Here's the situation. FIFA says that it does not take a position on citizenship. If a country accepts an individual as a citizen, FIFA will recognize that citizenship and will allow a player to represent the national side so long as that player has not played for another national team in a FIFA-sanctioned competition. The last caveat is critical. Friendlies are not FIFA-sanctioned events. Nor are most youth competitions, except for the U-17 and U-21 world championships, the Olympics, and some other major tournaments.

This means that when just before World Cup qualifying, the El Salvador legislature passed a private bill making two Brazilian soccer players El Salvador's newest citizens. As far as FIFA was concerned the only thing they asked was whether either had made a disqualifying appearance for Brazil. The answer was no, so they were immediately allowed to take the field for their new country. It is also why an Ernie Stewart, David Regis and Thomas Dooley could become the newest U.S. citizens and the newest starters on the U.S. national team.

As far as England is concern, the British consider themselves one country whether you are in England, Scotland, Wales or Northern Ireland. But FIFA effectively considers each a separate country for soccer purposes. So if you carry a British passport, as far as England is concerned, you are just as much Welsh or Scottish as English. So Johnson has his choice.

Right now there is a high level of outrage in England over Johnson. That outrage will likely grow if Brown decided to put him into the Scottish side against the home lads. While the Johnson case is extreme, nationality switching is becoming more common. Many believe FIFA has to adopt new rules over nationality. FIFA says it is studying the situation.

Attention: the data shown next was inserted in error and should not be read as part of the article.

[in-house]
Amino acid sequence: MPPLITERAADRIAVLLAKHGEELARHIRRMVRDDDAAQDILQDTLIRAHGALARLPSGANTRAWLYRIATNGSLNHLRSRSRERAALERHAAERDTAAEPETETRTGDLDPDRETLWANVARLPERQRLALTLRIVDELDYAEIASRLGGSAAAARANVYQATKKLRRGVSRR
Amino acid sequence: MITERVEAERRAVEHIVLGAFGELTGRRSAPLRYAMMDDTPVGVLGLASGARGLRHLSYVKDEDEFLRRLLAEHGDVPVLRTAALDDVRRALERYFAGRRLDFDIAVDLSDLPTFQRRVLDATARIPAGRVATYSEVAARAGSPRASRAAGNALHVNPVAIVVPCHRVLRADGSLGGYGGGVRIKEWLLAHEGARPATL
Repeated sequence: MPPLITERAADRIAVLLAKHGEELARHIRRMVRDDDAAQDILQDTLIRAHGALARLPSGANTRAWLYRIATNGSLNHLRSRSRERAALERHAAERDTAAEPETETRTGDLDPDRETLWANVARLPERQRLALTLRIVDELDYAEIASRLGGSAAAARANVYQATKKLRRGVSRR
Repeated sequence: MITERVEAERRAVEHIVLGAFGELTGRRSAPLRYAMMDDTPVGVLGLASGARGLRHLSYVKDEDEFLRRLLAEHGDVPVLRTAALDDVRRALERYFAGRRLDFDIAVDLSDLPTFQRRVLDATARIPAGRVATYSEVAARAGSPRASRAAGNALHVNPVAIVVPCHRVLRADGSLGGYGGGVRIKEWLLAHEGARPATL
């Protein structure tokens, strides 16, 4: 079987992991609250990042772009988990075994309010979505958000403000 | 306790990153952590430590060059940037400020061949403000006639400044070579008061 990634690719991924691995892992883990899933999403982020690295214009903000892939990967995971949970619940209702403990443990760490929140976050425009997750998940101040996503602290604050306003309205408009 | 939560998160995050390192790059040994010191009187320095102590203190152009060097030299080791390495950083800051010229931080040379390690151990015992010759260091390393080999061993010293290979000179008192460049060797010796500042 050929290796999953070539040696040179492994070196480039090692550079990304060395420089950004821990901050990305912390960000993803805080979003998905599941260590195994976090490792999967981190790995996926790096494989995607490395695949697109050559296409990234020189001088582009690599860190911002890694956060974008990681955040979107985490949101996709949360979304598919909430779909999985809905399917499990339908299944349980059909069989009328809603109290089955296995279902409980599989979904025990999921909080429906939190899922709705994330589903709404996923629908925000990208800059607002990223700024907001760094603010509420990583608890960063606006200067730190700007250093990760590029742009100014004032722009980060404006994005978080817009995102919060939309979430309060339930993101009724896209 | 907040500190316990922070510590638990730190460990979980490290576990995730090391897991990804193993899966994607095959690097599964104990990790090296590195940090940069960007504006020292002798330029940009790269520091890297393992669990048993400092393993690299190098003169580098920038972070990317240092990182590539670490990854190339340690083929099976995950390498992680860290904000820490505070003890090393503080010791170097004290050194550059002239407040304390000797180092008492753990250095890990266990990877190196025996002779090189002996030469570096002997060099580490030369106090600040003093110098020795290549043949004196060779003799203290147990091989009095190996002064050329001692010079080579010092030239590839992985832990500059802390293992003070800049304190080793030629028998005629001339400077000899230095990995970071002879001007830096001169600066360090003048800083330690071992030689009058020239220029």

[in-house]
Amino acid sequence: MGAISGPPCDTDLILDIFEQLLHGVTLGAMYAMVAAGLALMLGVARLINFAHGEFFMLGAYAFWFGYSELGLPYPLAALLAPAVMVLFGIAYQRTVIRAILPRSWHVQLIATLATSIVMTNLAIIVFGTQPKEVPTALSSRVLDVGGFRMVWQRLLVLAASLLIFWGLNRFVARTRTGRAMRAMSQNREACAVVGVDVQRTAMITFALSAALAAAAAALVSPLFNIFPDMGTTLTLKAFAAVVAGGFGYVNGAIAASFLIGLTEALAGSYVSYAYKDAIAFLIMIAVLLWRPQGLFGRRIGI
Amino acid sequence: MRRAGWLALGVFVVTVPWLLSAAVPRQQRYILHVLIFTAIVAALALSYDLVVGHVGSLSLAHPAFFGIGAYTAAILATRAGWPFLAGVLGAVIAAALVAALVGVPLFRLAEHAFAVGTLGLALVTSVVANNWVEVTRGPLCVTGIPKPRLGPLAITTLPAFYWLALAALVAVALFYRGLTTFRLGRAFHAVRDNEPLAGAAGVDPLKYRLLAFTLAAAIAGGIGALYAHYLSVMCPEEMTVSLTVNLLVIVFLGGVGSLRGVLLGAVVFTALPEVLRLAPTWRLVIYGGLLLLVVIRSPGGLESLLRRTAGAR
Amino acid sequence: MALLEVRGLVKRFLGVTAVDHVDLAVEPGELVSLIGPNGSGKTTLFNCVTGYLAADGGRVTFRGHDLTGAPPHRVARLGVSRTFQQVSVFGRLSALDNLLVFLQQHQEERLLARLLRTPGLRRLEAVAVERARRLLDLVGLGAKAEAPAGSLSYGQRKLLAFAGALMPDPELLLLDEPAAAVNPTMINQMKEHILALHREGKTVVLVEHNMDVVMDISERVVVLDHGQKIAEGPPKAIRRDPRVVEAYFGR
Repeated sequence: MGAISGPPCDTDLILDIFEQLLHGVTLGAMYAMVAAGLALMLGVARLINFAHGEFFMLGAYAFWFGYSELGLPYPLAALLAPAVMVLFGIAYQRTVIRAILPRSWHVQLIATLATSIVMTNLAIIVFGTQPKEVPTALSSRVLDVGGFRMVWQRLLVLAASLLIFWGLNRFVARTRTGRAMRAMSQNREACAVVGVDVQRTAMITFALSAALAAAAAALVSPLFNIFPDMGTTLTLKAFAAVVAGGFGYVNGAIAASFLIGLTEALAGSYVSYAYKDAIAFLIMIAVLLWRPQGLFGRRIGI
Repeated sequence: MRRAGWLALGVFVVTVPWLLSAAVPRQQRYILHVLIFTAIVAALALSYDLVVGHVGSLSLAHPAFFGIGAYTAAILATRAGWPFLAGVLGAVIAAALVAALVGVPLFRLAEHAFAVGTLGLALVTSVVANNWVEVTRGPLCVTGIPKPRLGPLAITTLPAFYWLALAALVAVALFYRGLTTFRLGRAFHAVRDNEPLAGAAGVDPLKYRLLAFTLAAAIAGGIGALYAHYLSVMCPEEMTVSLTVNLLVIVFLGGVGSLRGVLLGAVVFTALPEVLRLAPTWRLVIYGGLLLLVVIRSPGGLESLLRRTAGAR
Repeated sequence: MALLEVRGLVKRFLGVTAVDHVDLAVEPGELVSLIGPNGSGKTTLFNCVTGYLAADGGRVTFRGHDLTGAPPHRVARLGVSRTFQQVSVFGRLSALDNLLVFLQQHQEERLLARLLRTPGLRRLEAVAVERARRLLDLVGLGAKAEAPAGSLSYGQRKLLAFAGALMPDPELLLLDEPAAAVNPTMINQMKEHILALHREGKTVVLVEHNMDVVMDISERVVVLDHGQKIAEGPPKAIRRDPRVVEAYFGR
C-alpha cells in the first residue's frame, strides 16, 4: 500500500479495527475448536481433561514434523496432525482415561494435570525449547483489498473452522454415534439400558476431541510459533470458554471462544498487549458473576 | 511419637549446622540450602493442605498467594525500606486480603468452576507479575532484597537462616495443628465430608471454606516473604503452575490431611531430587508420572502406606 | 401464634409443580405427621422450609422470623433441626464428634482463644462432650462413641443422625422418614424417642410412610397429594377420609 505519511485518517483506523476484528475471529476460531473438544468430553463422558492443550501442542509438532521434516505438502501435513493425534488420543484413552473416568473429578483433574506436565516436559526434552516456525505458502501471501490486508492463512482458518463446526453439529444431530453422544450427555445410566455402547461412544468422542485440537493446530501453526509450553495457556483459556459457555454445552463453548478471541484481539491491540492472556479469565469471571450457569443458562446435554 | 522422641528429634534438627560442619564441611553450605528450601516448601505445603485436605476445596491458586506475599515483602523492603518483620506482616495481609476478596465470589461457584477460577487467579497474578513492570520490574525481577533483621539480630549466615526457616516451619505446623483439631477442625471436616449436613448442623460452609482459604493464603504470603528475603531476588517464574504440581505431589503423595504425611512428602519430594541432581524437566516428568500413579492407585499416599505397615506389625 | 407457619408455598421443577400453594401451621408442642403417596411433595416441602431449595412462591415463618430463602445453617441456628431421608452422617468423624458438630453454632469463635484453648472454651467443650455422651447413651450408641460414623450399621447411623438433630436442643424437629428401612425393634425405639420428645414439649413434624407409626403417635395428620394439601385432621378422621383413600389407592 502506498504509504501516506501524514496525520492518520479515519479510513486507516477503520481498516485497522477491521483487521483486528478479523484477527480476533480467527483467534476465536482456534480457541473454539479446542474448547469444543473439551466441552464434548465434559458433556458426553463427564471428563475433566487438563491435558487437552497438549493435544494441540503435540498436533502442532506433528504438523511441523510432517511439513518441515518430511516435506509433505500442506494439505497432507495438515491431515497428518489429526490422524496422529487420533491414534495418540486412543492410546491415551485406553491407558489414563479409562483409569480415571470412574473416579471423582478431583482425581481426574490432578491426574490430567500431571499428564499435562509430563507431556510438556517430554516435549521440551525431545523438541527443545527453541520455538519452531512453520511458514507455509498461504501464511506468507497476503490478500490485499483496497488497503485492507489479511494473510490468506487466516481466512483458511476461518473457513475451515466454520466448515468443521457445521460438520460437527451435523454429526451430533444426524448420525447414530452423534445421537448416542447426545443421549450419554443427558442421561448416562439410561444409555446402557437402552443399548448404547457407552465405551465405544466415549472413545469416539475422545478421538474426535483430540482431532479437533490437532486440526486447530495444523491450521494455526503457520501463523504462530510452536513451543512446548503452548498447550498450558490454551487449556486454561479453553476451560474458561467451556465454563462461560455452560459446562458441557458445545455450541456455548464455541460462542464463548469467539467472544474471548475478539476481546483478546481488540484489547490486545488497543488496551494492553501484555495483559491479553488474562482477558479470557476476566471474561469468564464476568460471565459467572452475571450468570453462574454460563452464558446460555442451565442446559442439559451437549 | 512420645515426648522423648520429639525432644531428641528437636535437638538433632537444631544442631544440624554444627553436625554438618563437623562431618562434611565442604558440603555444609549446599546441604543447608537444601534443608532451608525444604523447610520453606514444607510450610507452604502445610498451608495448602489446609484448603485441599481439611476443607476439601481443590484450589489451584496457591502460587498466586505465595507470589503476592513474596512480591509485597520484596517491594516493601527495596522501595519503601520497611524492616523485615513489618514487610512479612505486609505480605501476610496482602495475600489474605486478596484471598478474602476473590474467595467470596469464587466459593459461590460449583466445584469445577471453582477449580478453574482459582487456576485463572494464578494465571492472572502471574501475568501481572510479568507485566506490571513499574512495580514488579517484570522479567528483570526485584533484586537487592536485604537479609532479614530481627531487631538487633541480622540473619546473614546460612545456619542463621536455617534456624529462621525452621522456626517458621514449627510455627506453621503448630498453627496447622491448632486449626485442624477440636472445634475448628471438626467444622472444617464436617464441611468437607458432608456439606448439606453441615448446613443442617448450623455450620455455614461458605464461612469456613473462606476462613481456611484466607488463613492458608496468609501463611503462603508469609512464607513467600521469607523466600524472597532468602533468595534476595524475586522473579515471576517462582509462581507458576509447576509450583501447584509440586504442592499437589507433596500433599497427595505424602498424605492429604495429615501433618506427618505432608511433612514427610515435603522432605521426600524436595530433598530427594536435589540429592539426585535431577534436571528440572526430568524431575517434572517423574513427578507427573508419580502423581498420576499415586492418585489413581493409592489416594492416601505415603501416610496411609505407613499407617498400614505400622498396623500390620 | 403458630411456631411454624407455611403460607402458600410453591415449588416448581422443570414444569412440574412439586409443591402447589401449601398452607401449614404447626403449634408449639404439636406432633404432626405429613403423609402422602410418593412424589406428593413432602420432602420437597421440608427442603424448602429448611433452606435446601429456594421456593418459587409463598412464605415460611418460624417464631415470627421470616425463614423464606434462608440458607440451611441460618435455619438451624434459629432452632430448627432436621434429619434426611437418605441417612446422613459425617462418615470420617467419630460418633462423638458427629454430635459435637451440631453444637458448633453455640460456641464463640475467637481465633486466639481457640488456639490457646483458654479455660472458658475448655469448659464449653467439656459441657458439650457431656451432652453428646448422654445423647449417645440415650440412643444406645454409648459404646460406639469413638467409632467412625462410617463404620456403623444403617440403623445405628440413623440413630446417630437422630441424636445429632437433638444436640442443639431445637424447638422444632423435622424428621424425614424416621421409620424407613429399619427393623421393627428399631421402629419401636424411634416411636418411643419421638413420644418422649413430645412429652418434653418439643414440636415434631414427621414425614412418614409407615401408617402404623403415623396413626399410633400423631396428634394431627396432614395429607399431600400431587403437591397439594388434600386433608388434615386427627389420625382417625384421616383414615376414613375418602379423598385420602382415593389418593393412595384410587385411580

I received e-mails from people who soccer knowledge I highly respect, calling into question a couple of assertions I made in recent coverage of the CONCACAF Champions Cup from Las Vegas and the first round Dallas Burn victory over the Chicago Fire.

In my analysis of the Burn-Fire match which I watched on TV and via videotape, I commented that substitute Fire defender Tom Soehn could not keep up with Burn forward Ariel Graziani. Graziani scored one goal and was completely responsible for the Burn's second in the 2-1 victory.

It was pointed out to me that although Francis Okaroh, whom Soehn replaced, had been marking Graziani. But when Soehn came in, he was given responsibility for Jason Kreis, and C.J. Brown began to mark Graziani. On Graziani's goal and assist, it was Brown who had lost his mark, and Soehn was forced to try to cover for him.

Absolutely correct. I went back and rewatched the tape of the second half of match. Soehn, in fact, did fine work with Kreis, while Brown had a great deal of trouble with Graziani's pace. I stand corrected.

Another correspondent took me to task for my assertion from Las Vegas that CONCACAF officials were opening taking delight in Necaxa's victory over D.C. United. He was there and saw the same thing I did. But he knows all involved, and pointed out the celebrating group were actually Mexican Soccer Federation officials who were watching the match from the CONCACAF VIP suite.

Again, I stand corrected.

Robert Wagman’s "It Seems To Me . . ." column appears weekly on SoccerTimes. He can be e-mailed at SoccerWag1@aol.com.

©Copyright 1999 SoccerTimes.com. All Rights Reserved